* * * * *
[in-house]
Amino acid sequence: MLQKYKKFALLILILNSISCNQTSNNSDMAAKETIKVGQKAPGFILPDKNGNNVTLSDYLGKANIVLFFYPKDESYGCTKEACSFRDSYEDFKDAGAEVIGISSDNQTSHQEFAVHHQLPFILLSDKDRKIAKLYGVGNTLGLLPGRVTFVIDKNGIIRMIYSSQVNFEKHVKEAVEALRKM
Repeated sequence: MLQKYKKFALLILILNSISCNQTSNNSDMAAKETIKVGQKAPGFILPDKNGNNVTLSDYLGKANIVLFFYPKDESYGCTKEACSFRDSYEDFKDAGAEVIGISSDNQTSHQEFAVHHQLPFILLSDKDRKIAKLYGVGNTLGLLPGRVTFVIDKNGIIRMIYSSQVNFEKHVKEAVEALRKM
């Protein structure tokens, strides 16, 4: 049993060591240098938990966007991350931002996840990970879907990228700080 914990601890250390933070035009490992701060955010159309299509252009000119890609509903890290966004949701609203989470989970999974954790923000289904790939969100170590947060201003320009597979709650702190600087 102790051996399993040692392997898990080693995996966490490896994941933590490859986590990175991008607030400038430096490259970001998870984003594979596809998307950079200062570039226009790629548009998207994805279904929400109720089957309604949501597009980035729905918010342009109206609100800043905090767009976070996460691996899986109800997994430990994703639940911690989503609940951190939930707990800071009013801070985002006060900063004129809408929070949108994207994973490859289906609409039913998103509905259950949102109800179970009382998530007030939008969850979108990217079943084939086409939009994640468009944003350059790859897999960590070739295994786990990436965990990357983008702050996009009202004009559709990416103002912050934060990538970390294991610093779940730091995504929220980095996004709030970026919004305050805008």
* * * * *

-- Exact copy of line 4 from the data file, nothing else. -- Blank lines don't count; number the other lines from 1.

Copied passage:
């Protein structure tokens, strides 16, 4: 049993060591240098938990966007991350931002996840990970879907990228700080 914990601890250390933070035009490992701060955010159309299509252009000119890609509903890290966004949701609203989470989970999974954790923000289904790939969100170590947060201003320009597979709650702190600087 102790051996399993040692392997898990080693995996966490490896994941933590490859986590990175991008607030400038430096490259970001998870984003594979596809998307950079200062570039226009790629548009998207994805279904929400109720089957309604949501597009980035729905918010342009109206609100800043905090767009976070996460691996899986109800997994430990994703639940911690989503609940951190939930707990800071009013801070985002006060900063004129809408929070949108994207994973490859289906609409039913998103509905259950949102109800179970009382998530007030939008969850979108990217079943084939086409939009994640468009944003350059790859897999960590070739295994786990990436965990990357983008702050996009009202004009559709990416103002912050934060990538970390294991610093779940730091995504929220980095996004709030970026919004305050805008």